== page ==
This paper points out some relevant aspects of the simplified elasto-plastic fatigue analysis as addressed in the ASME Code Section III Subsection NB and its application to two structural components that are subjected to a slow or to a fast thermal transient. The structural components considered are a thick-walled pipe and a nozzle-to-vessel junction. For the case of the thick-walled pipe, a closed form analytical solution proposed by Albrecht for pipes subjected transient temperature loading was implemented and its results were compared to coupled thermal and mechanical finite element analyses using a commercial finite element software. The application of the analytical solution allows for an optimization of the time consumed to obtain the stresses that occur across the thickness of the pipe as a function of time, i.e. the membrane plus bending plus peak stress range, Sp. The analytical solution equally allows for the linearization of the stress components actuating along the pipe thickness for all time steps considered within the thermal stress solution. This yields the membrane plus bending stress range, Sn, and allows for a design code conforming plasticity correction by means of Ke factors. In the considered case of the nozzle-to-vessel junction, a finite element solution was used. It was one aim of the study to point out, that under fast transients loading situations the relevant stresses Sp and Sn do not necessarily coincide with each other.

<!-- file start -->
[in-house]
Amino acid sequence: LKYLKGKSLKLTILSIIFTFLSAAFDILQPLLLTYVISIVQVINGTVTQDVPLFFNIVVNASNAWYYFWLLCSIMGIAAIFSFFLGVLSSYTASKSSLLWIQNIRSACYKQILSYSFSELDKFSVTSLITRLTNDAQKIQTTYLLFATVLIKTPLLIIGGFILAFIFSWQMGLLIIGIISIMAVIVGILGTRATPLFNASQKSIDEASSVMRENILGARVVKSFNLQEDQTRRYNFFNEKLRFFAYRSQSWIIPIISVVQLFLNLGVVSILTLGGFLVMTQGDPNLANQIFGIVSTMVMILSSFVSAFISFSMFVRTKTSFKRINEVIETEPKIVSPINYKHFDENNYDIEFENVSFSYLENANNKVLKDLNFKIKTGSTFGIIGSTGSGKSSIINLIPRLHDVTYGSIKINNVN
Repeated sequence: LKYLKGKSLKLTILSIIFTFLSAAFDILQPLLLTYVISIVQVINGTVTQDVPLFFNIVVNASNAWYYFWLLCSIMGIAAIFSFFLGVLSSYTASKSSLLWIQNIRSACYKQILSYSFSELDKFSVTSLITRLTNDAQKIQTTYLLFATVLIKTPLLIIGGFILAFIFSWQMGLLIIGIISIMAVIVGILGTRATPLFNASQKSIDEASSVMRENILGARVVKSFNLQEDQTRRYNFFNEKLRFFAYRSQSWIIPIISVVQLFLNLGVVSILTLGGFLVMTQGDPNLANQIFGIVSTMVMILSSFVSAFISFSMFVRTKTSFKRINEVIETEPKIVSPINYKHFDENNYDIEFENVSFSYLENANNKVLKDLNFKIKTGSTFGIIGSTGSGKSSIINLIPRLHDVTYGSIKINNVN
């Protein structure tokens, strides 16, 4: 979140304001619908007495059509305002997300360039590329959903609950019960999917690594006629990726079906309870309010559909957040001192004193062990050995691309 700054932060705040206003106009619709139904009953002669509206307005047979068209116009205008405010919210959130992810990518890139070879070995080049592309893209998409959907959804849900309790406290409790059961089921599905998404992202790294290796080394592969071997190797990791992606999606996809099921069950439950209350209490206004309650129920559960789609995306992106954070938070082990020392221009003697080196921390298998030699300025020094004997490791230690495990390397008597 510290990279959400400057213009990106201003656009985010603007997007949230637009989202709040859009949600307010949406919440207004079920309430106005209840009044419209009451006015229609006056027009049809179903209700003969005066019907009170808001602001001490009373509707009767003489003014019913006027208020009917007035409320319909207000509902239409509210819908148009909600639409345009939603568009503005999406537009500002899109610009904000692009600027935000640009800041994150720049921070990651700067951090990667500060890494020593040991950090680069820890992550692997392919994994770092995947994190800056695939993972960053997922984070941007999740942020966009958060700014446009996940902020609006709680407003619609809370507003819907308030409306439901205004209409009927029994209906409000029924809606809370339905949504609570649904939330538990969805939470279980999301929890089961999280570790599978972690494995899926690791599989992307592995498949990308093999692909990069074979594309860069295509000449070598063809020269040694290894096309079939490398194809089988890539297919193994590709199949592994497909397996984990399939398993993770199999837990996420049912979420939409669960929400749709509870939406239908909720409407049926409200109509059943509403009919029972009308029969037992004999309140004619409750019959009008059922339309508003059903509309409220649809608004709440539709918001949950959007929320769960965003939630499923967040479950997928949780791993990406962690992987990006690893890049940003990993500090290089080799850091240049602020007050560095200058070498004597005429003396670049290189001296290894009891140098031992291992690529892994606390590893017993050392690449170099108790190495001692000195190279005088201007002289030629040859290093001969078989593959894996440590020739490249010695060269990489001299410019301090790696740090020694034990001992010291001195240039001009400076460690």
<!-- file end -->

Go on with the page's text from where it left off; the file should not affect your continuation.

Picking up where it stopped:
In the ASME Code the alternating stress Sa is a function of the factor Ke and of the range of Sp, with Ke being a function of the range of Sn and of the material properties. Consequently, a non-conservative fatigue analysis may result in the case of performing cycle counting only based on the time history of the critical Sp values and simply assigning the corresponding Sn and Ke values. This paper exemplifies one of those cases and proposes a method to overcome this problem.